Avast has one of the most popular antivirus apps around, due in part to offering a free version, and it's one that performs respectably. The company acquired its rival AVG in September of 2016, and now both use Avast's malware scanning engine, but their distinct personalities remain. Here are the highlights of Avast's latest release.
Easy to use: Avast has four main protection components: File Shield, Behavior Shield, Web Shield, and Mail Shield. If, for example, you use webmail and/or you find that Avast's Web Shield interferes with your web browsing, you can disable both relevant protection layers, while keeping the others active. Now, ordinarily, an antivirus app will keep warning you to turn these features back on. But if you really don't need them enabled, you can tell Avast that you want to ignore those warnings, and it won't bother you about those settings again.
Solid protection: According to independent labs, such as AV-Test and AV-Comparatives, Avast Free isn't quite as sharp as industry leaders like Trend Micro or Bitdefender, but it's arguably the best protection you'll find that comes without a price tag.
Aggressively low pricing: If you do decide to order Avast Pro, you can do so from within the app, and Avast offers a one-year subscription for a reasonable $15, which is about half of its street price. If you change your mind, Avast offers a 60-day trial of Avast Internet Security, which was priced at $20 a year. Pro purports to add enhancements to online banking security and "a test space for checking suspicious apps." This latter function appears to be a sandbox, in which you can open an app and investigate its behavior without risking an infection.
Relatively muted sales pitch: Free antivirus apps have a reputation for being pretty pushy about paying for a subscription, but Avast is on the low-key end of the spectrum (and it has been for a number of years). There are a couple upgrade buttons on the main console, and a number of features (a firewall, URL safety verifier, and "Webcam Shield," among others) that redirect you to an order screen when you click on them, but nothing felt particularly tricky, and the sales pitch doesn't make ironclad claims about what the program can do.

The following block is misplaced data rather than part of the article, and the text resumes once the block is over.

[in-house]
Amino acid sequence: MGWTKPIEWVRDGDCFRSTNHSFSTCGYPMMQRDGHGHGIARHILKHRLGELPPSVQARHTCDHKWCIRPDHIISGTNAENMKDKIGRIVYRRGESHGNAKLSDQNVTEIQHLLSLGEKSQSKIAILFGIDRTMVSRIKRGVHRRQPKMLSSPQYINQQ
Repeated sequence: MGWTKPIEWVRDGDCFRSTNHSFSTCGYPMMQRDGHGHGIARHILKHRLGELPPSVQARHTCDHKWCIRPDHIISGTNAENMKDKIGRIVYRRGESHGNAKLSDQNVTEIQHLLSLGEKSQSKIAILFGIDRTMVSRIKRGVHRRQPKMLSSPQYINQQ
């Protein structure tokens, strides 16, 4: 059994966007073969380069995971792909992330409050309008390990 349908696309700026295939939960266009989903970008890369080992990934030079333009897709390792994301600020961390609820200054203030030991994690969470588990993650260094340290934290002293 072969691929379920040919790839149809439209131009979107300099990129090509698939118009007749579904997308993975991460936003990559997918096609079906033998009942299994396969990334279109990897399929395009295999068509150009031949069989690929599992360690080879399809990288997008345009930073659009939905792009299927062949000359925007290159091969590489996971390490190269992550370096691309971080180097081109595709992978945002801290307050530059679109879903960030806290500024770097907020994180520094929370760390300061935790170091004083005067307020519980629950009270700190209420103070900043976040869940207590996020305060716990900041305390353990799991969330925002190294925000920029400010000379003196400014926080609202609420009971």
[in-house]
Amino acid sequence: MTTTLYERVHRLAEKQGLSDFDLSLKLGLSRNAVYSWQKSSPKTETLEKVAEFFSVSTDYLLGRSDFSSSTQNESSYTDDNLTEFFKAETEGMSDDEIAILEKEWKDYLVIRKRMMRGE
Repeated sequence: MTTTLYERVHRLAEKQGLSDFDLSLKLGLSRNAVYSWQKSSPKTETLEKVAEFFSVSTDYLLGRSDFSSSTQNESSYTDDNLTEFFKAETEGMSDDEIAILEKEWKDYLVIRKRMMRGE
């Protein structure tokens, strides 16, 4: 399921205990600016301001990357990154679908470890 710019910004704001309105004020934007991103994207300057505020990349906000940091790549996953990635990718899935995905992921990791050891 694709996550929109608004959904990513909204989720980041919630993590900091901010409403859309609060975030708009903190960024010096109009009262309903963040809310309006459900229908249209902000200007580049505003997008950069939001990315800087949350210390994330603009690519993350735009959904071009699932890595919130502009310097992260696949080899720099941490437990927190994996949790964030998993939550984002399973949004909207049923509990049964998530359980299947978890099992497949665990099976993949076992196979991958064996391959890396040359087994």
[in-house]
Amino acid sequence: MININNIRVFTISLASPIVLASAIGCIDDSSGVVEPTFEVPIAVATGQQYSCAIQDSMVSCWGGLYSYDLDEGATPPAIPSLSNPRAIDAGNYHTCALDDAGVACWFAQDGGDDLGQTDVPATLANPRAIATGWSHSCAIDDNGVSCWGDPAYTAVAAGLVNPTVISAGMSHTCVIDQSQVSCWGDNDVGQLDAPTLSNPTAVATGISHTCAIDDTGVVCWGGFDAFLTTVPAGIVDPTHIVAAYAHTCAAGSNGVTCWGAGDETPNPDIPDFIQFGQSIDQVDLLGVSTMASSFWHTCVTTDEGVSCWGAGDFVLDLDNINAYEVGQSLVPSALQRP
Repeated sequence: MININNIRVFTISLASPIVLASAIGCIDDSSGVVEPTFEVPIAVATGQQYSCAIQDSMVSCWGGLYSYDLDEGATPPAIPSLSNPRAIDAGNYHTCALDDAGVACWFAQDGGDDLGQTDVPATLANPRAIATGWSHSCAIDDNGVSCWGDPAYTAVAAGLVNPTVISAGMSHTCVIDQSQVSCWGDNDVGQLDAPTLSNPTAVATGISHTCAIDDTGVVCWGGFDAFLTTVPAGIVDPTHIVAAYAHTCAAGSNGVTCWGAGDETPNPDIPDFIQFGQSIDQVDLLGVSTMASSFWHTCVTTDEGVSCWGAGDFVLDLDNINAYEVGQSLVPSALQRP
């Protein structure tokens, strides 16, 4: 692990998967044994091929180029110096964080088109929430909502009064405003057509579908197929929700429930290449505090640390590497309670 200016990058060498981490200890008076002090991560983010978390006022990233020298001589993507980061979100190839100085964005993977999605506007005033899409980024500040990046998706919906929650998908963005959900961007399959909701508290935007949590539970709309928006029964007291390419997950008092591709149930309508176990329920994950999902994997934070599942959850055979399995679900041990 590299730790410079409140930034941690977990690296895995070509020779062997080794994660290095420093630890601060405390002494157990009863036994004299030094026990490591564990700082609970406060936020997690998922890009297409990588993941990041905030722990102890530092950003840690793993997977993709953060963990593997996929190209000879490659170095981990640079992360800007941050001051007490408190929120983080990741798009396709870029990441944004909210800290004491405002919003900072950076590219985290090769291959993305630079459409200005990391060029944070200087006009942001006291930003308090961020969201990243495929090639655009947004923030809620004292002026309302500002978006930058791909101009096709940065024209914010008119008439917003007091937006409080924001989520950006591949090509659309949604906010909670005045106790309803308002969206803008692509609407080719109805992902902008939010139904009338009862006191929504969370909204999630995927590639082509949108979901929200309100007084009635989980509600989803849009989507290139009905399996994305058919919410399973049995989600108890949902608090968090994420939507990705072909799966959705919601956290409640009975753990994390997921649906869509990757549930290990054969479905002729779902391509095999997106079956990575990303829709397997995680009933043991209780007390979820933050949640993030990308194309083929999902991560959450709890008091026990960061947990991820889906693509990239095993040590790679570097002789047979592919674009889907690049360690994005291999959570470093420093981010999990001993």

Data collection transparency: Avast tells you right off the bat that it wants to gather anonymized usage data, some of which may be used to help fund development, but you can disable this function in the Privacy settings. Though it would be nice if it explained what "certain" information it wanted to gather.
Some settings could use more explanation: Avast's settings menus have a number of icons marked with an exclamation point that you can click on for further details. But the description for CyberCapture doesn't sound substantially different from what a virus scanner already does: It "analyzes unrecognized files, defends and warns you about new threats, and helps keep your system secure." And Hardened Mode is there "to further lock down the security of this computer." But in what way?
Subscription offers can get confusing: The $15 Avast Pro offer is available via the upgrade buttons on the main console, but it's not an option when you click on one of the features that has a padlock on it. There, you get two different offers: $20 a year for Avast Internet Security or $30 a year for Avast Premiere. But if you, say, click on the padlocked "Sensitive Data Shield" icon, you only see the Avast Internet Security offer, and it has a different list of advertised features.
While there are some quirks in the interface, Avast is a respectable and respectful antivirus app overall, and the paid version is notably budget-friendly.